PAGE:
Getting to Zero extreme poverty will require not just that men and women currently living in poverty are able to escape it, but that new individuals do not become impoverished and that those who have escaped poverty do not once again fall below the poverty line.
Recent research by ODI revealed a disturbing trend: in countries like Kenya, Uganda and Tanzania, a significant proportion of rural households that escaped poverty fell back into it during the following 8 to 10 years. Many non-poor rural households also became poor during the same period. As a result, the rate of rural households descending into poverty (becoming impoverished) in these countries exceeds the rate of those sustainably escaping it.
Investigating such trend has therefore emerged as an absolute priority. CPAN, in partnership with research organisations in Ethiopia, Rwanda, Tanzania, Kenya, Nepal Bangladesh and Uganda, has produced a series of country case studies that shed light on the conditions that have allowed, or failed to allow, a sustained escape from poverty.
This event will present findings of CPAN’s latest research with the aim to provide the latest evidence on policies and programmes that can assist in achieving positive poverty outcomes.
For more information, please download the draft concept note.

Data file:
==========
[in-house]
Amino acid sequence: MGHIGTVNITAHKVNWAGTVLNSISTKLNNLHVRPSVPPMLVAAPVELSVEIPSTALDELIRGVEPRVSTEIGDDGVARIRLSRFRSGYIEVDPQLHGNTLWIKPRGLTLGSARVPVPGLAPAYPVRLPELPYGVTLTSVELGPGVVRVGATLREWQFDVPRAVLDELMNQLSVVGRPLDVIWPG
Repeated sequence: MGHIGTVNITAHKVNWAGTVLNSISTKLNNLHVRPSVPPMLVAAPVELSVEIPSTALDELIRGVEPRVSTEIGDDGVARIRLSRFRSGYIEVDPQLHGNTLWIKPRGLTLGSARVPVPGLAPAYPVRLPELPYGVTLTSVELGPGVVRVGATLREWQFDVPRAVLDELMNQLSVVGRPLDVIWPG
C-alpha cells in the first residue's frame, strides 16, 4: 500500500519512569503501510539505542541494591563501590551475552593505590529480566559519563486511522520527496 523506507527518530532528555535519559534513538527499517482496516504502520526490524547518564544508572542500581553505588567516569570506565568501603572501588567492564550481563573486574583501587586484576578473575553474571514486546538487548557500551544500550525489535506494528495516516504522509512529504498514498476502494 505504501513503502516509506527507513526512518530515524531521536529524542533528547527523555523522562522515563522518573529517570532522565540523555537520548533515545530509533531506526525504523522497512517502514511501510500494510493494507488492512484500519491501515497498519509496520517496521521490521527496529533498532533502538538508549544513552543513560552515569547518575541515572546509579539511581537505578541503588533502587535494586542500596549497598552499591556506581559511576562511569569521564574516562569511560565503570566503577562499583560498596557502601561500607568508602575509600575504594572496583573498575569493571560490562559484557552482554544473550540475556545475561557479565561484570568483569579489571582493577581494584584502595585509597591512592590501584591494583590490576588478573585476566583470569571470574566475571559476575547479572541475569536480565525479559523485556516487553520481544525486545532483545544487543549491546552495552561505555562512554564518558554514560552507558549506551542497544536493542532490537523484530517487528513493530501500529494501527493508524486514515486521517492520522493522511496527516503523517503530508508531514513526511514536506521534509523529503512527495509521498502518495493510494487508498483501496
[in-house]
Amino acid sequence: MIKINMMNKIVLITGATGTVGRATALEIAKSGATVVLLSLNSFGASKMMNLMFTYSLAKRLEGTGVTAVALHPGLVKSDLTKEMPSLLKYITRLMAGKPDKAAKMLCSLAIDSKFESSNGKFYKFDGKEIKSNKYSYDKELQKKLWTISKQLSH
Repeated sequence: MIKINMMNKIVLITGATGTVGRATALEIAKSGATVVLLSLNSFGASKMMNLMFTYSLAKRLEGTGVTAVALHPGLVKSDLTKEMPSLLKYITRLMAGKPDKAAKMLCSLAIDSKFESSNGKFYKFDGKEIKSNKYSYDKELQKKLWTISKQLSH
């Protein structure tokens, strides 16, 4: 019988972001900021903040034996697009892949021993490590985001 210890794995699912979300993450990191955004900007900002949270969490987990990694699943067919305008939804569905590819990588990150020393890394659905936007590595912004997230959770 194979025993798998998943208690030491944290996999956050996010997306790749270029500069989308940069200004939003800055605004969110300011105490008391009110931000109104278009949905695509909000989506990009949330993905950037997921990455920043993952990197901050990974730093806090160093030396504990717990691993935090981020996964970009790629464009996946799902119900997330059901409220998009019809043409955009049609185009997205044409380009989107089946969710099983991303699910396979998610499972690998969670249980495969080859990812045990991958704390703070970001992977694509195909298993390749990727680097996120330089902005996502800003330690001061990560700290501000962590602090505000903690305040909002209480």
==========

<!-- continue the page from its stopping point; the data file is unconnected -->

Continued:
Venue and Date
The event will be held at the Overseas Development Institute (ODI) in London, on the 6th February 2018 from 9:30 to 15:00.
Please note that the event will be live-streamed through ODI website. To follow the event live, select the 'live-streaming' ticket when registering.
The event aims to bring together donor agencies, representatives from developing countries, organisations and researchers to present and discuss how sustained escapes from poverty can be achieved. At the same time, the event seeks to shape policy recommendations that could inform the future planning processes in developing countries and contribute to bring positive change to their poverty reduction rates.
The studies have been supported by the Economic and Social Research Council (ESRC) in the framework of the project 'Understanding and supporting sustained pathways out of extreme poverty and deprivation' and the US Agency for International Development (USAID) as part of the projects 'Investigating the dynamics and drivers of transitory poverty escapes' and 'Resilience and Poverty Escapes'. The event is funded by the Economic and Social Research Council (ESRC).